Backup Tape Buyers Guide

What is a tape backup drive for?

For business or public sector organisations, backup, backing-up or archiving are the common terms used when referring to data that is no longer accessed on a regular basic but must be kept long-term due to commercial, compliance or regulatory reasons. Although many businesses may choose to backup live versions of their data by mirroring to off-site storage systems - either on-premise at other locations or in the public cloud, this practice is separate to the backing up of older data.

Backing-up data using HDDs and SSDs or cloud storage isn’t practical as the cost quickly spirals out of control. In addition, even the best server HDDs and SSDs only have six year warranty. In contrast, despite its slow performance, tape remains the best format for backup as it offers much lower cost per terabyte and most tapes are typically rated for up to 30 years.

In this guide we’ll look at the common types of tape technology available today and why you should consider them, so you are sure to make the best decisions when choosing a back-up or archiving solution.

How to use this guide

There's a fair amount to consider when choosing backup tape solutions, so we've broken down this buying guide into topics. If you're don't want to read the whole buyers guide at once, or one topic is more important to you than the others you can use the buttons in this index to skip to the relevant topic.

What is a tape drive? > Backup tape formats > Tape drives & libraries > Tape drive features > Choose your backup solution >

What is a tape drive?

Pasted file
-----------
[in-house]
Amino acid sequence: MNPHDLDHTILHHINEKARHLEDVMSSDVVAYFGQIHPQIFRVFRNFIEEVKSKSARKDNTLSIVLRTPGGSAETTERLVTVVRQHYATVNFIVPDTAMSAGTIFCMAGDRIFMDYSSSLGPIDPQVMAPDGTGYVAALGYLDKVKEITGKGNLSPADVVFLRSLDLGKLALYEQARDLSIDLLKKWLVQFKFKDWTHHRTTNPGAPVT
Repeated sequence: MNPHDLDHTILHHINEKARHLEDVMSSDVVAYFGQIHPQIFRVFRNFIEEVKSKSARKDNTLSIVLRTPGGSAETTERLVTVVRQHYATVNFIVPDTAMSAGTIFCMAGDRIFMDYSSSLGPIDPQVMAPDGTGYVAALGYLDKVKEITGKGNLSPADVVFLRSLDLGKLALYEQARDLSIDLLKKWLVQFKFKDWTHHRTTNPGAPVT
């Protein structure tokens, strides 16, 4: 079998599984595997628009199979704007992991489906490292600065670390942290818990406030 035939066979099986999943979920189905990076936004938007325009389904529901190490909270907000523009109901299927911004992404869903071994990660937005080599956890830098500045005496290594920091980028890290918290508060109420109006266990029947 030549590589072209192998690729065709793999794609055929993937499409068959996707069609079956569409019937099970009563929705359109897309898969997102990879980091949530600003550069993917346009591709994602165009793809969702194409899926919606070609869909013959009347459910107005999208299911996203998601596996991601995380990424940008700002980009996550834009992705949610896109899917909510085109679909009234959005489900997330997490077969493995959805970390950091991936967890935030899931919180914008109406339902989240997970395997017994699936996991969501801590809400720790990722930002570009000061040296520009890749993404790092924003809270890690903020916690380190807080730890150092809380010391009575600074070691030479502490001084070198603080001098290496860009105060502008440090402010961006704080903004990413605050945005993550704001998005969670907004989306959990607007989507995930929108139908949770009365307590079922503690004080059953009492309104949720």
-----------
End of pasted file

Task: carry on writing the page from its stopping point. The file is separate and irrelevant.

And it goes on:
Tape storage works by way of two components - a tape drive that writes and reads information, and a magnetic tape that has the data written to it or read from it. Rather than an alternative to HDDs and SSDs technologies is it used to compliment them, providing a very specific function - backup and archiving. Tape technology usually sits at the edge of the core network connected to the HDD and SSD storage systems so that a duplicate copy of them can be made for long-term storage.

Tape is a much older technology and works differently to HDDs and SSDs in that it must be sequentially written and read - meaning you can only write to blank sections that follow already written sections and you can only read one section by reading the others before it - later generations use LTFS (Linear Tape File System) to improve access - more on that later.

Although magnetic tape media may seem old and clunky next to HDDs, SSDs and the cloud, it does have numerous advantages that make it ideal for back. Firstly, once data is written to the tape it is usually removed from the drive making it un-hackable. Even archive HDD and SSD systems, whether on-premise or in the cloud need to be connected to a network so they vulnerable. Secondly, tapes are much cheaper than cloud storage SSDs and in many cases HDDs, so prove very cost-effective for keeping a copy of critical data with minimal overhead cost and risk.

Backup tape formats

Although all tape solutions use magnets tape to record the data, much like in most areas of technology there was no one standard tape format, with the options including DDS (Digital Data Storage), AIT (Advanced Intelligent Tape) and SDLT (Super Digital Linear Tape). Over the years each of these standards had multiple generations to provide additional capacity, however only a single type remains widely in use today - LTO or Linear Tape Open, often called by the brand name Ultrium.

LTO or Ultrium technology was first invented in 2000 and has since progressed through nine generations as of 2023, with a further five in the pipeline - it is supported by major storage brands including HPE, IBM and Quantum. These generations mainly differ in the capacities of an individual tape. The original LTO-1 versions had a capacity of 100GB uncompressed or 200GB compressed, and the latest versions 18TB and 45TB respectively. Compression offers the ability to fit more data onto a tape at a ratio of either 2:1 or 2.5:1 theoretically, but the ratio will differ with the type of data being written. The below table summarises the various LTO generations.

Format Year Released Native Capacity COMPRESSED CAPACITY Max Speed
Max Speed
LTO-1 2000 100GB 200GB 20MB/sec 40MB/sec
LTO-2 2003 200GB 400GB 40MB/sec 80MB/sec
LTO-3 2005 400GB 800GB 80MB/sec 160MB/sec
LTO-4 2007 800GB 1.6TB 120MB/sec 240MB/sec
LTO-5 2010 1.5TB 3TB 140MB/sec 280MB/sec
LTO-6 2012 2.5TB 6.25TB 160MB/sec 400MB/sec